June 16, 2016
Dr. Bryan Collier
On my last visit to North Carolina, I was asked to preach at a church which was preparing to launch their associate pastor out to plant a new church. I arrived on Saturday, spent some time with the new church planter and then with the Senior Pastor as we prepared for Sunday’s service. We talked details, music, order, scriptures and then he said “I need to tell you about Cowboy.” I need to tell you about Cowboy because I don’t want you to be distracted. The conversation then went something like this—“When you stand up to preach tomorrow, there on the front row about 4 feet away, will be a man in a cowboy hat, with a long gray beard—like the guy in deliverance, (now he has my attention!) and with him he will have his pet squirrel. A stuffed squirrel? A toy squirrel? Nope—a live squirrel; but don’t worry he has it on a leash! Now sometimes the music freaks that squirrel out, but if it does he will slap that squirrel and it will settle down. And (there’s an and?)…he wears a loaded revolver, AND he brings his wife with him (Oh this ought to be good)—well her ashes in a pouch—which is a whole other story. I remember thinking, “I am so glad you are telling me because there is no way I am going to be distracted by an elderly gentleman who has a beard like the guy in deliverance, with a cowboy hat and a pet squirrel and a revolver and his wife’s ashes in a pouch!” Then the pastor friend corrected me and said, “oh he doesn’t look like the guy from deliverance—he IS the guy from Deliverance—he played that character!” Now I am distracted for a wholly other reason—I am a backpacker and I am thinking “how cool is that!” Distractions of every kind, everywhere! But what I was really thinking was, “FINALLY a unique story I can tell about a unique person from somewhere other than Mississippi!”
My pastor friend didn’t want me to be distracted and the context of our reading tonight is that Jesus is trying to help the disciples focus as they enter the greatest days of distraction they will ever know.
And so Jesus, knowing what is just ahead gathers them in an upper room and prepares them for a time when he will no longer be with them in body—so that they may be faithful to the mission he has begun in the coming days of great distraction.
I don’t want to begin in chapter 15 where Jesus begins; before we get to where Jesus begins and ends—I want to point out that in the face of enormous distraction Jesus issues a…
Clear Call (16)
Right in the middle of chapter 15, Jesus says simply, “You didn’t choose me, I chose you to go and produce lasting fruit…”
Jesus obviously uses multiple metaphors to call the disciples to his mission in the world. The one of this annual conference, “Go Light your world” is one of them as is this call to bear fruit.
I have been partial to this chapter and this fruit-bearing imagery for the last 18 years, not only because it is the place from which we draw the name of the church I serve, but also because the word fruit if very instructive throughout the New Testament. If you look at the word fruit throughout the New Testament, it occurs about 43 times (depending on translation) but those 43 uses gather up nicely into 3 baskets—people who are introduced to Christ; people who by the work of the Holy Spirit grow up to be like Christ, people who go out into the world to act like Christ.
And so when Jesus says to the disciples; I have appointed you for this—to go bear fruit! He is calling them to introduce people to Him; teach and help them to cooperate with the Holy Spirit to grow up to be like Him, and to go out into the world to act like him.
In a day of distraction…a clear call. But Jesus warns them at this point that there will more than distraction. There will be…
Clear Opposition (18-26)
Jesus uses one word 7 times in 7 verses—that word is hate and it is used to describe the reception that the disciples and this message of Jesus are going to get from the world.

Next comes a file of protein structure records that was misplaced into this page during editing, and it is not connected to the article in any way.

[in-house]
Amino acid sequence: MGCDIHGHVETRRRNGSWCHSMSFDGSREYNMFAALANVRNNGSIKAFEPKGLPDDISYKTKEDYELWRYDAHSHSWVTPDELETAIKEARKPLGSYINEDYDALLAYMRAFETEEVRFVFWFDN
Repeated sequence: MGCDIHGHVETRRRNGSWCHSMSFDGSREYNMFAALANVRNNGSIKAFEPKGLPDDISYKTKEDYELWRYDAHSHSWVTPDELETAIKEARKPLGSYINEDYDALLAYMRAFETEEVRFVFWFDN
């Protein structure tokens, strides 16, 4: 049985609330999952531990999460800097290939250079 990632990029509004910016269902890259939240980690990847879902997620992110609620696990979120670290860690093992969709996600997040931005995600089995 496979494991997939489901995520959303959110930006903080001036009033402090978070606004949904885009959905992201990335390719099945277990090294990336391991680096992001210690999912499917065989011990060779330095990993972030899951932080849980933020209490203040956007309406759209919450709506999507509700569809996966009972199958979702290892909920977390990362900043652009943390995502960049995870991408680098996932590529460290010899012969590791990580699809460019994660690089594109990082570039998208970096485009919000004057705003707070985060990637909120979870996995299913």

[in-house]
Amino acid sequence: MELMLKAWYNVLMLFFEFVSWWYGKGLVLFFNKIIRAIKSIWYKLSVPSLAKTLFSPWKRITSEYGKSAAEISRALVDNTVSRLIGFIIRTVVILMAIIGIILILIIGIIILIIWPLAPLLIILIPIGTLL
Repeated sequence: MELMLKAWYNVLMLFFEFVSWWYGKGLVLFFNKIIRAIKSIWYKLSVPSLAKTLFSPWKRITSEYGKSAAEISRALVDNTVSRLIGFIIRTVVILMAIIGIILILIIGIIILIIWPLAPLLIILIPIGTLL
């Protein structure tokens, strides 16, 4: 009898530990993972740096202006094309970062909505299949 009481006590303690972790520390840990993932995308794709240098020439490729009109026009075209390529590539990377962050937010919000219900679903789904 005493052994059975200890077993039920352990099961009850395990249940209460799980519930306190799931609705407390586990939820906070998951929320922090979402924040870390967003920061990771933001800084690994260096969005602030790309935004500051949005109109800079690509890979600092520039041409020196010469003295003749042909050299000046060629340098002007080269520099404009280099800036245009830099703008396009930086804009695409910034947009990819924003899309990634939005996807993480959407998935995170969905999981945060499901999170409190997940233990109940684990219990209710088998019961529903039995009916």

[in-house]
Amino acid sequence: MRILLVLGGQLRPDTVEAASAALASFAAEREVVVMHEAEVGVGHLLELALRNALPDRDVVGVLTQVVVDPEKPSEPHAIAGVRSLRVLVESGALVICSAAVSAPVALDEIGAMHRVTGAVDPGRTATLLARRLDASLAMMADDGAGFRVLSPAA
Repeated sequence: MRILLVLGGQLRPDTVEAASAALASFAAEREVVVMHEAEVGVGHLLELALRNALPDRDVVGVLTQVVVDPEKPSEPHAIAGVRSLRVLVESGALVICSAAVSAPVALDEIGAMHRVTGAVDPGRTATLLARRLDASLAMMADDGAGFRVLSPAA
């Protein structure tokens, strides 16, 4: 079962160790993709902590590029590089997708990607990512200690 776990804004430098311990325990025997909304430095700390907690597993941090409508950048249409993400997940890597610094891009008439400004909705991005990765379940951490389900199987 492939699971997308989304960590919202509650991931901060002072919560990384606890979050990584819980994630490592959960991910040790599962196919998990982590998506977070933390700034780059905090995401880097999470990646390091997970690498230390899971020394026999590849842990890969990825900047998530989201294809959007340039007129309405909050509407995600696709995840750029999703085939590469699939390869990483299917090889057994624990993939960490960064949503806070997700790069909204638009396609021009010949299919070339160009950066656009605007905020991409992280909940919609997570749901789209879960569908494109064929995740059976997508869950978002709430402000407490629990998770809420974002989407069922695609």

Jesus could have used a softer word, or a different word, but he used the word hate. Do you know what this word in the original language is—to detest or to pursue with hatred.
Makes you wonder if we are announcing the message of Christ when the world embraces a message our Lord said the world would hate.
We don’t have time, but Jesus points out in verse 21 that some hate the message and messengers out of ignorance and some hate the message and messengers out of conviction. I think Jesus explains this to the disciples so that they will not be surprised that, for any number of reasons, the world’s reception of the message and them as messengers will be hatred—detestable, pursuant hatred.
But Jesus (26) promises them the power of the Holy Spirit in order to remind and strengthen them in the face of this opposition.
That the work of ministry is difficult and opposed is not surprising or new to many of us. When it is, we are in the company of Jesus and the disciples, and in the company of our forefather, John Wesley. I keep taped in the back of my Bible, a copy of one page of John Wesley’s journal that records a particularly difficult stretch—and I read it during particularly difficult stretches.
A single page from the journal of John Wesley:
- Sunday a.m., May 5 – Preached in St. Anne’s; was asked not to come back anymore.
- Sunday p.m., May 5 – Preached at St. John’s; deacon’s said, “Get out and stay out.”
- Sunday a.m., May 12 – Preached at St. Jude’s; can’t go back there either.
- Sunday p.m., May 12 – Preached at St. George’s; kicked out again.
- Sunday a.m., May 19 – Preached at St. Somebody Else’s; deacons called a special meeting and said I couldn’t return.
- Sunday p.m., May 19 – Preached on the street; kicked off the street.
- Sunday a.m., May 26 – Preached out in a meadow; chased out of the meadow when a bull was turned loose during the service.
- Sunday a.m., June 2 – Preached out at the edge of town; kick off the highway
When we preach and live the message of Christ there is clear opposition. But…Jesus also marks for the disciples in every age a…
Clear Path to Faithfulness (and Fruitfulness) (1-7, 27)
And that clear path is not the next program, or emphasis, CEU opportunity, special Sunday or (excuse me bishop) episcopal initiative.
The clear path to faithfulness of mission in the face of opposition is simply this—an ongoing, intimate relationship with Jesus.
And this is true no matter what Scriptural image for the mission of God that we connect too. We cannot Go Light our World if we are not connected in an ongoing intimate relationship with the Light of the World. We cannot share living water if we have not drunk deeply ourselves. We cannot bear fruit if we are severed from the vine.
Jesus chooses the word abide in our text and by it he means intentional, ongoing, vibrant relationship. He goes on for 7 verses about His being the Vine and we being the branches and includes both a warning for being disconnected—fruitlessness and uselessness and being discarded and a promise for remaining in him—bearing much fruit.